Photographs by Ciril Jazbec
Text by Denise Hruby
Alpine winters are dying. Since the 19th century, average temperatures in these mountains have risen by two degrees Celsius, or 3.6 Fahrenheit—about twice the global average. Snow is arriving later in the season and melting sooner. The Alps as a whole have lost about a month of snow cover, according to scientists who analyzed data from more than 2,000 weather stations.
To save themselves, the people of the Alps are going to dramatic lengths. An estimated 100,000 snowmaking machines now power the Alpine ski industry, enough to blanket an area the size of New York City within hours. Desperate locals are swaddling the ice on a few of the Alps’ roughly 4,000 glaciers, to try to delay the rapid melt caused by global warming. In one visionary scheme, Swiss scientists hope to save a glacier by spraying a swath of it with human-made snow.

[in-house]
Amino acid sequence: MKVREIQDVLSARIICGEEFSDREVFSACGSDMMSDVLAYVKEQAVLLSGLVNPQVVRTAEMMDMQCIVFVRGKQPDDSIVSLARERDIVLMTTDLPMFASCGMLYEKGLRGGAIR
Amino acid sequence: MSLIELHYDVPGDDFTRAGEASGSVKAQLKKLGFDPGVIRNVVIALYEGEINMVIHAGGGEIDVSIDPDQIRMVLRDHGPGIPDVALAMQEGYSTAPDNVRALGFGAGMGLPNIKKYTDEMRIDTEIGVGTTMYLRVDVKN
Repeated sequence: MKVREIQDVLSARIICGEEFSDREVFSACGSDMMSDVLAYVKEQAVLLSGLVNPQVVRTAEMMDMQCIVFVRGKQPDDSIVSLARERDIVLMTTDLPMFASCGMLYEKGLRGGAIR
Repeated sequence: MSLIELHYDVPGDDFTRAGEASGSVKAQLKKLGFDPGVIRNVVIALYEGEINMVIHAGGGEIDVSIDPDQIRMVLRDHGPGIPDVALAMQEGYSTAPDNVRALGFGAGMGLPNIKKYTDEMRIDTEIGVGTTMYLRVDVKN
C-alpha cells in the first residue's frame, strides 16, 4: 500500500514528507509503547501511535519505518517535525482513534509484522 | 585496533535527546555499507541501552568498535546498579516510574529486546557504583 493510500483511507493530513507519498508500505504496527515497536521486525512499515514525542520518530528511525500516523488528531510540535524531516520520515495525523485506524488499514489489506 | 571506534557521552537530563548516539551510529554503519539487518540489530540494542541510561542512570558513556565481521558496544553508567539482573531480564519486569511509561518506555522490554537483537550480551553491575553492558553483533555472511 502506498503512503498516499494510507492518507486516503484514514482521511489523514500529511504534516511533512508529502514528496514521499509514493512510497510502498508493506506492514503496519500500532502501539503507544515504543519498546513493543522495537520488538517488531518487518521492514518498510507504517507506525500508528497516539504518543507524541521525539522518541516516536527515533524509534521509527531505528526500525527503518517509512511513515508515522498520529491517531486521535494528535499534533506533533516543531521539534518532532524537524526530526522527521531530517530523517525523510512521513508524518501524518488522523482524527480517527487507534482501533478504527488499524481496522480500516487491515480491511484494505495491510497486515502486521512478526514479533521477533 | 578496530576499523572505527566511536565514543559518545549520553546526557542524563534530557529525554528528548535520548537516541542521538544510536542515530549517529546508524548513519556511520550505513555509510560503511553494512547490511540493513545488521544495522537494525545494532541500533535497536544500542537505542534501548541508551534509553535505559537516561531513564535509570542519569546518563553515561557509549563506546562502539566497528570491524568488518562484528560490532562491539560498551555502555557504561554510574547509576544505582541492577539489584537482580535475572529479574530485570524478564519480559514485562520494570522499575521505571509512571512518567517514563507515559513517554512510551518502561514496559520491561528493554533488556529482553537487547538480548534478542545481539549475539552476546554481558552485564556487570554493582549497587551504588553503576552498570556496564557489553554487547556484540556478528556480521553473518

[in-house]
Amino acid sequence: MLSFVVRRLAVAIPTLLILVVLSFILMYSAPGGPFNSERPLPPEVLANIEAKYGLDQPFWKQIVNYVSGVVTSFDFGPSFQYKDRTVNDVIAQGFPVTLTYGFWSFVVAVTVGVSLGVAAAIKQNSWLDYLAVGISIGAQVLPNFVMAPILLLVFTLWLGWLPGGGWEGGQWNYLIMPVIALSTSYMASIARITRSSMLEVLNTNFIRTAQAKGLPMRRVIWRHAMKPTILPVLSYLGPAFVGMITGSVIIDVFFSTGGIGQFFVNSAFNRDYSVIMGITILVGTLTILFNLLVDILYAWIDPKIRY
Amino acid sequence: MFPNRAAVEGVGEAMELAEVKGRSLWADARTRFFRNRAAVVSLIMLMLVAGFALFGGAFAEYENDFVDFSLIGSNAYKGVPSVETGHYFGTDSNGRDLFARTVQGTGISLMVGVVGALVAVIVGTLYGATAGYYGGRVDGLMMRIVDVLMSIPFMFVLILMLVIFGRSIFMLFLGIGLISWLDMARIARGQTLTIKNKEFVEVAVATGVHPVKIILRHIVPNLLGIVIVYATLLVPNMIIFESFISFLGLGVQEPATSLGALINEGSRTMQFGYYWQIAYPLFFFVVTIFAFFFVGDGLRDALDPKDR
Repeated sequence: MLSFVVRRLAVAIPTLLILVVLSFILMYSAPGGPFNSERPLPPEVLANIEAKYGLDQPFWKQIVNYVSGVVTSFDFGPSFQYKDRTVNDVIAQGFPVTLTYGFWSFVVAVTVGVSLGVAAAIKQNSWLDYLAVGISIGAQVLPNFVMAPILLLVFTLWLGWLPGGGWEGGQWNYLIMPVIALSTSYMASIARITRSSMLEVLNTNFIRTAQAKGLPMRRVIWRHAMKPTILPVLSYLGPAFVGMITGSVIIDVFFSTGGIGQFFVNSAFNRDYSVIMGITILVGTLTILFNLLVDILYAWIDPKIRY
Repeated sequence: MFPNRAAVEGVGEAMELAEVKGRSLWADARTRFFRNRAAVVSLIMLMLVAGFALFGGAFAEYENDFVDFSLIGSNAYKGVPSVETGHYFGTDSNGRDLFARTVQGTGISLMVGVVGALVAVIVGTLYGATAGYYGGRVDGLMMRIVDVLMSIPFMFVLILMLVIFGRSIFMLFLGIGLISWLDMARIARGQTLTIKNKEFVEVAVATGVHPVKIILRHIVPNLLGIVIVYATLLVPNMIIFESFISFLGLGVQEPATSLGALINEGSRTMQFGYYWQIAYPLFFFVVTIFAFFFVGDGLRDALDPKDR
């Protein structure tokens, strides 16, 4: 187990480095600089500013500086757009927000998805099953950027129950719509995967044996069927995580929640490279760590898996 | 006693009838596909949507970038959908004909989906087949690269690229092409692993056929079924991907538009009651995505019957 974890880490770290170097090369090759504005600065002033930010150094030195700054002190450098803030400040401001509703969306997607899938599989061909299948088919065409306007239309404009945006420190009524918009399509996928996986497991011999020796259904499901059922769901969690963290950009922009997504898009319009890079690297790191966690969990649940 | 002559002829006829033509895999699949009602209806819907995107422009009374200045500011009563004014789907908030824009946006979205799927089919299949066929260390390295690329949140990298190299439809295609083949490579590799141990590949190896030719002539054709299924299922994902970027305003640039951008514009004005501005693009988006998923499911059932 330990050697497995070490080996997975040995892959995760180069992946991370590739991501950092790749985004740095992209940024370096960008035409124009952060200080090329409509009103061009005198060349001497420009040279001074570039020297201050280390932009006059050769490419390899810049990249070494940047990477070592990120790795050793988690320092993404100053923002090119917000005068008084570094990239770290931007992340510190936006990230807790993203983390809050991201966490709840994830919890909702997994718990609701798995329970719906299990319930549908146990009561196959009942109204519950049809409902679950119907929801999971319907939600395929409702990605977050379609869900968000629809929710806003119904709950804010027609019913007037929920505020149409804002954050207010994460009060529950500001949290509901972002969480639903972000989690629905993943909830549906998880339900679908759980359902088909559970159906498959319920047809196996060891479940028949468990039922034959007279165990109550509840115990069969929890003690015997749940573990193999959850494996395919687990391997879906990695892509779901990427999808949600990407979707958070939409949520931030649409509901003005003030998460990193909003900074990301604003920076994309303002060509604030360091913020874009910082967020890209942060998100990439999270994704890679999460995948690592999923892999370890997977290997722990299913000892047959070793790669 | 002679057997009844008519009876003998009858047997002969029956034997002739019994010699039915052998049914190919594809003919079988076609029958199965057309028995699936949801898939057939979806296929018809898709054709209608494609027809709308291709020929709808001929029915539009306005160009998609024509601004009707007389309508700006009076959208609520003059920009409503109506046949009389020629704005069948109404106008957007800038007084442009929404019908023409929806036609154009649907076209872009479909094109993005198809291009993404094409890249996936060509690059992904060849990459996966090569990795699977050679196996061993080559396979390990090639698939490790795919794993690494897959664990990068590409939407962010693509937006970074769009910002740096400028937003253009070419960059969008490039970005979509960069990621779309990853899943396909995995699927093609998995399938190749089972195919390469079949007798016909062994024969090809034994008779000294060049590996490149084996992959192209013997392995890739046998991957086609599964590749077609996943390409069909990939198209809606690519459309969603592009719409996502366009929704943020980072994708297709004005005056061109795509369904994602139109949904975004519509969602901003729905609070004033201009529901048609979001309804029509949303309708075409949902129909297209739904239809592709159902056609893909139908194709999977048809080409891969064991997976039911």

Some of these methods are ingenious and tantalizing; others are environmentally and economically questionable. All are driven by a profound apprehension: Without winter, what would our lives here be?